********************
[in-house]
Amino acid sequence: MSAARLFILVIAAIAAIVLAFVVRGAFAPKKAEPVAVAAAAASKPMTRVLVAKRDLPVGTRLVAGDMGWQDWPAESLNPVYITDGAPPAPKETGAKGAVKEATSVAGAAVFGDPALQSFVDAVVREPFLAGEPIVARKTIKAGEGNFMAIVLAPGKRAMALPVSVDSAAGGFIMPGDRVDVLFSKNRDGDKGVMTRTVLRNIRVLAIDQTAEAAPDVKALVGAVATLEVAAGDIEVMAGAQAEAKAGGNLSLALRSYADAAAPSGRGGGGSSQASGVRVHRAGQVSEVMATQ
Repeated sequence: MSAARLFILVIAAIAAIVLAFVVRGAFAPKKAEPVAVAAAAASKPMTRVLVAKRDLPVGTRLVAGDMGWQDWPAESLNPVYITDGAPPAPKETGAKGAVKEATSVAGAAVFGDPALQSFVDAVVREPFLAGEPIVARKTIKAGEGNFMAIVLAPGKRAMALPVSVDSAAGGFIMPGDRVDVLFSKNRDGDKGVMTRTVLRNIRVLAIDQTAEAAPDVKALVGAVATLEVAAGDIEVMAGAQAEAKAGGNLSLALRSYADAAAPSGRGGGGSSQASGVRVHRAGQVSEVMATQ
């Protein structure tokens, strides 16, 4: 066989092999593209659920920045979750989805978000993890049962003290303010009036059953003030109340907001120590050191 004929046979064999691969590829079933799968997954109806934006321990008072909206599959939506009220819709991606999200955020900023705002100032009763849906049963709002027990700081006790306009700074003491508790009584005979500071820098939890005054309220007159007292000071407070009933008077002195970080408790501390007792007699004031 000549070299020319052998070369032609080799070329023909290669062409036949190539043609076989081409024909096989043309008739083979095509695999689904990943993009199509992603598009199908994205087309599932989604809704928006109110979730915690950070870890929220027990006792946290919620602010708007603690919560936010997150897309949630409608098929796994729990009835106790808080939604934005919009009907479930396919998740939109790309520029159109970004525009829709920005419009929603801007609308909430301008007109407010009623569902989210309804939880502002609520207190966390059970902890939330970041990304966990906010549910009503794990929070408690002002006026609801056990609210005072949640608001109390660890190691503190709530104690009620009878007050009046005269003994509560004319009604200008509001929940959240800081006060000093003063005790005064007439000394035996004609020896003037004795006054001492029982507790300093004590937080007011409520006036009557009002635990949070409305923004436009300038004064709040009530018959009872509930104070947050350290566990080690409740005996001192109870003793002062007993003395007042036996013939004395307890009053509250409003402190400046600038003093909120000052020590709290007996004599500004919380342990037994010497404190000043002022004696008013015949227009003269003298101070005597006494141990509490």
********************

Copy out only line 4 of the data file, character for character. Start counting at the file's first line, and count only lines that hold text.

């Protein structure tokens, strides 16, 4: 066989092999593209659920920045979750989805978000993890049962003290303010009036059953003030109340907001120590050191 004929046979064999691969590829079933799968997954109806934006321990008072909206599959939506009220819709991606999200955020900023705002100032009763849906049963709002027990700081006790306009700074003491508790009584005979500071820098939890005054309220007159007292000071407070009933008077002195970080408790501390007792007699004031 000549070299020319052998070369032609080799070329023909290669062409036949190539043609076989081409024909096989043309008739083979095509695999689904990943993009199509992603598009199908994205087309599932989604809704928006109110979730915690950070870890929220027990006792946290919620602010708007603690919560936010997150897309949630409608098929796994729990009835106790808080939604934005919009009907479930396919998740939109790309520029159109970004525009829709920005419009929603801007609308909430301008007109407010009623569902989210309804939880502002609520207190966390059970902890939330970041990304966990906010549910009503794990929070408690002002006026609801056990609210005072949640608001109390660890190691503190709530104690009620009878007050009046005269003994509560004319009604200008509001929940959240800081006060000093003063005790005064007439000394035996004609020896003037004795006054001492029982507790300093004590937080007011409520006036009557009002635990949070409305923004436009300038004064709040009530018959009872509930104070947050350290566990080690409740005996001192109870003793002062007993003395007042036996013939004395307890009053509250409003402190400046600038003093909120000052020590709290007996004599500004919380342990037994010497404190000043002022004696008013015949227009003269003298101070005597006494141990509490």